The latest installment of Superman: Earth One comes out next month. I didn’t find time to review the first volume (which came out two years ago) for my blog, but you can read my thoughts on it here. Or, if you’d rather skip to the good stuff, trust me when I say that the quality of Vol. 1 and 2 are the same: awesome.
Superman: Earth One, Vol. 2 by J. Michael Straczynski (writer), Shane Davis (penciller), Sandra Hope (inker), and Barbara Ciardo (colorist)
Leave it to one of the best modern writers in comics to make Superman relevant again. The second volume of Earth One (on sale October 31 in comic shops and November 6 in bookstores) is a literal investigation into the man and legend: his personal life and why he refuses to let anyone get too close, his work persona and how he makes himself appear to the public, and also his budding career as the Man of Steel — whom the U.S. government is studying in case the world’s alien miracle ever turns on them.
As Clark Kent grapples with maintaining these identities, so does he struggle to find peace among them. The beautiful girl in the apartment next door wants to seduce him, but he won’t allow it: The risk of hurting her is too great. And as an up-and-coming reporter, he’s still learning how to balance hard journalism with the compassion that drives his stories. He finds similar conflict in his doings as Superman. This book tests his abilities to both help people and do what’s right for them; sometimes those two things can’t always be reconciled.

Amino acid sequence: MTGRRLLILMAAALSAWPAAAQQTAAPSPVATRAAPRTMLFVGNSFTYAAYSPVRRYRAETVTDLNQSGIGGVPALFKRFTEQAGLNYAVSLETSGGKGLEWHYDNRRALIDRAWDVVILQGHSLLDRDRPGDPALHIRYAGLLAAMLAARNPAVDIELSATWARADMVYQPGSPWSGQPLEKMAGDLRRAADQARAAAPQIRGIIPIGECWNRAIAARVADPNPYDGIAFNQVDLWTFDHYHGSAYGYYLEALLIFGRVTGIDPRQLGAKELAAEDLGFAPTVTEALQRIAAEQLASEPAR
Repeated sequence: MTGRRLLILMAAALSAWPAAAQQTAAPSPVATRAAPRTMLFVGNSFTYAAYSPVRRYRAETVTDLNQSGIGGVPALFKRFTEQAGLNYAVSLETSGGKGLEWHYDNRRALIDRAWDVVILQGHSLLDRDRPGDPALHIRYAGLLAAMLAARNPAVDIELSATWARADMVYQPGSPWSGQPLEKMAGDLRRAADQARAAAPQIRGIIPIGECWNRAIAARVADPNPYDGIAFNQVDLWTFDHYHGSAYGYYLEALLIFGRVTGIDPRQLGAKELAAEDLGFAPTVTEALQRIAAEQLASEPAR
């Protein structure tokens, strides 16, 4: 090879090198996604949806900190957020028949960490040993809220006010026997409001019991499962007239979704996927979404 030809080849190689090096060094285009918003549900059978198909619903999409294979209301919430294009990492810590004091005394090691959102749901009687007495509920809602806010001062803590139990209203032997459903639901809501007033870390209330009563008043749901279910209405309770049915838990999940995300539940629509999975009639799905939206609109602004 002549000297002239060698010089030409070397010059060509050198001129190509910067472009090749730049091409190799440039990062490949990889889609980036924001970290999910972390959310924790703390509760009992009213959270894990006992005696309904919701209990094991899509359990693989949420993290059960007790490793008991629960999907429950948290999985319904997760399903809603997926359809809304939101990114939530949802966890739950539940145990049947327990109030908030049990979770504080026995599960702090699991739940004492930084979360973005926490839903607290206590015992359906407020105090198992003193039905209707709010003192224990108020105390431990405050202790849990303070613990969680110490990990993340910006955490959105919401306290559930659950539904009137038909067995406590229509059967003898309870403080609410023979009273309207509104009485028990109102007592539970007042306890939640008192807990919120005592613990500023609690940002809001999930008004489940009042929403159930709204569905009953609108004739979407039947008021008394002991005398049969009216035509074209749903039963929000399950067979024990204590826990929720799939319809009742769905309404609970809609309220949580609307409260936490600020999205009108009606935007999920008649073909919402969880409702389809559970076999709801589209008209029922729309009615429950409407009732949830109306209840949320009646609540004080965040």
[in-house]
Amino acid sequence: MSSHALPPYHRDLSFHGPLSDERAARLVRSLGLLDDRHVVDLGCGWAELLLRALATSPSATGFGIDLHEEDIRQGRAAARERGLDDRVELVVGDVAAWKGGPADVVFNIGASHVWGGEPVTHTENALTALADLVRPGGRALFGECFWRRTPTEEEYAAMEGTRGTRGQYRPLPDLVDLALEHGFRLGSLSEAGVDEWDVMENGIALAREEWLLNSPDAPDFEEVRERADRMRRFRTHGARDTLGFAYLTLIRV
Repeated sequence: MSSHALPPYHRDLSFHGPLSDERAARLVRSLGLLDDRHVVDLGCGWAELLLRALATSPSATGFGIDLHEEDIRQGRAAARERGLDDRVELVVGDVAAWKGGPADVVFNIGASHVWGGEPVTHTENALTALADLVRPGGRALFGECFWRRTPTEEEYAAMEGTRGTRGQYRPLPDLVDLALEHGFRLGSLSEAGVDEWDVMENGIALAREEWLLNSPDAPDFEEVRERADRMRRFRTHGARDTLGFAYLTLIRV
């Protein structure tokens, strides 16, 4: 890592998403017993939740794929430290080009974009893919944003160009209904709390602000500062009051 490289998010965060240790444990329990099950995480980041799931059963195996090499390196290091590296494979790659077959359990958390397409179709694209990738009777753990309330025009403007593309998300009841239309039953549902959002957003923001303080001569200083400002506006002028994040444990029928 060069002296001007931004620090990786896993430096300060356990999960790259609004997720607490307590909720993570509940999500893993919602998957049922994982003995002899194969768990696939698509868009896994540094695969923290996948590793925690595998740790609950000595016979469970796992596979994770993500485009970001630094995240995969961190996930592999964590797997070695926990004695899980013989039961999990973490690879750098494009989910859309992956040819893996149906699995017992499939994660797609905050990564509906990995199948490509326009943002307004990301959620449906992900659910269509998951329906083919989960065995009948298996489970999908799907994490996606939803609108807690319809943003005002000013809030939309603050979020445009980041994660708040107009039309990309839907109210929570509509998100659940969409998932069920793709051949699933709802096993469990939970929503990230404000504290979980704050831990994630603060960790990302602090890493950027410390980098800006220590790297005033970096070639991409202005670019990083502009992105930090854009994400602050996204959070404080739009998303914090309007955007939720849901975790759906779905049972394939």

And to stop his newest enemy, the Parasite, who drains him of his energy and powers, Superman must walk as a mortal — helpless to the greater forces working against humanity. The experience is humbling, and it gives him a reason to fight harder. The world needs someone who can make it feel safe, even if it’s not.
Just as Superman is an alien in a human visage, the Parasite is a human in monster’s form. We see this kind of parallel of unbridled rage and strength in both characters, but it’s Superman who prevails: Not because he isn’t tempted to loose control, but because he is afraid to. That concern for the well-being of the people around him is what makes him a hero — and able to carry on where Parasite fails. At the same time, it cripples him, isolating him from the people he saves when he’s not wearing the suit. He keeps people at a distance, terrified that they’ll discover his secrets or come to harm because of them. These difficulties will continue to be a major part of Clark’s development as a superhero and as a person, and Straczynski ends the book with a sense of the growth ahead of him.
Shane Davis (the comic’s penciller) deserves accolades, too, for showing us the many conflicting sides of Superman: the vulnerable young boy, struggling in a world that can never truly accept him; the timid reporter and tenant, who keeps to himself to prevent others from learning the truth; and the dangerous, confident hero, carving his place in a world that needs him.
Straczynski ends the volume with uncertainties: two new figures are about to enter Superman’s life, and we already recognize their last names. But their roles are different — reversed from what we expect them to be. That air of mystery is what makes the book so irresistible. This is the Superman we know, but it feels like we’re only just starting to understand him.
Bottom line: The Superman you’ve wanted for years.